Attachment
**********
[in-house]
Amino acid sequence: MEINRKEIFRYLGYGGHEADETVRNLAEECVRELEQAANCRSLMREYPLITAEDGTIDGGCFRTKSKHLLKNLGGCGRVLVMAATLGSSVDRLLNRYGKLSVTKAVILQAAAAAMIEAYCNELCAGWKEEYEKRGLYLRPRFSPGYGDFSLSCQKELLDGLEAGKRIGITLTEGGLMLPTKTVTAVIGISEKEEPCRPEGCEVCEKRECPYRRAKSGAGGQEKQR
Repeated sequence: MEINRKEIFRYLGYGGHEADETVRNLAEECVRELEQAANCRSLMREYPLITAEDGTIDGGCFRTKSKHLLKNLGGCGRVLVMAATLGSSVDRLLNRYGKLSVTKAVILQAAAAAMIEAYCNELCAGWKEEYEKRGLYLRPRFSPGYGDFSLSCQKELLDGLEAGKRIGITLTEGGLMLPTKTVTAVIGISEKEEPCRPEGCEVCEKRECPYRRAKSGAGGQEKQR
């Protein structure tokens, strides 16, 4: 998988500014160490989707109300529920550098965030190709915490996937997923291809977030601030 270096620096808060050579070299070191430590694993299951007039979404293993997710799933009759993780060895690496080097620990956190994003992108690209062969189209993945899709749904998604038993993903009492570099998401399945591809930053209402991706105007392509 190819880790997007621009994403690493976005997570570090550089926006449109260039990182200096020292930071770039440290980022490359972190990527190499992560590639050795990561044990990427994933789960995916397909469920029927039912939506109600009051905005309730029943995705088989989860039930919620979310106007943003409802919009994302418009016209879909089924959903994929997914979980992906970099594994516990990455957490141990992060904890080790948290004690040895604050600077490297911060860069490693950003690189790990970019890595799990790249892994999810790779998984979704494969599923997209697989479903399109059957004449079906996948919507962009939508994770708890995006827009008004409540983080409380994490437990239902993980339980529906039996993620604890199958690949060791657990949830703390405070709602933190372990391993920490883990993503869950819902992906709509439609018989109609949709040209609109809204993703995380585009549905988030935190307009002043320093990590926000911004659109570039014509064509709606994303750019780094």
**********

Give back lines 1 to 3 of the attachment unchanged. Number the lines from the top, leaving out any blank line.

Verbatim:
[in-house]
Amino acid sequence: MEINRKEIFRYLGYGGHEADETVRNLAEECVRELEQAANCRSLMREYPLITAEDGTIDGGCFRTKSKHLLKNLGGCGRVLVMAATLGSSVDRLLNRYGKLSVTKAVILQAAAAAMIEAYCNELCAGWKEEYEKRGLYLRPRFSPGYGDFSLSCQKELLDGLEAGKRIGITLTEGGLMLPTKTVTAVIGISEKEEPCRPEGCEVCEKRECPYRRAKSGAGGQEKQR
Repeated sequence: MEINRKEIFRYLGYGGHEADETVRNLAEECVRELEQAANCRSLMREYPLITAEDGTIDGGCFRTKSKHLLKNLGGCGRVLVMAATLGSSVDRLLNRYGKLSVTKAVILQAAAAAMIEAYCNELCAGWKEEYEKRGLYLRPRFSPGYGDFSLSCQKELLDGLEAGKRIGITLTEGGLMLPTKTVTAVIGISEKEEPCRPEGCEVCEKRECPYRRAKSGAGGQEKQR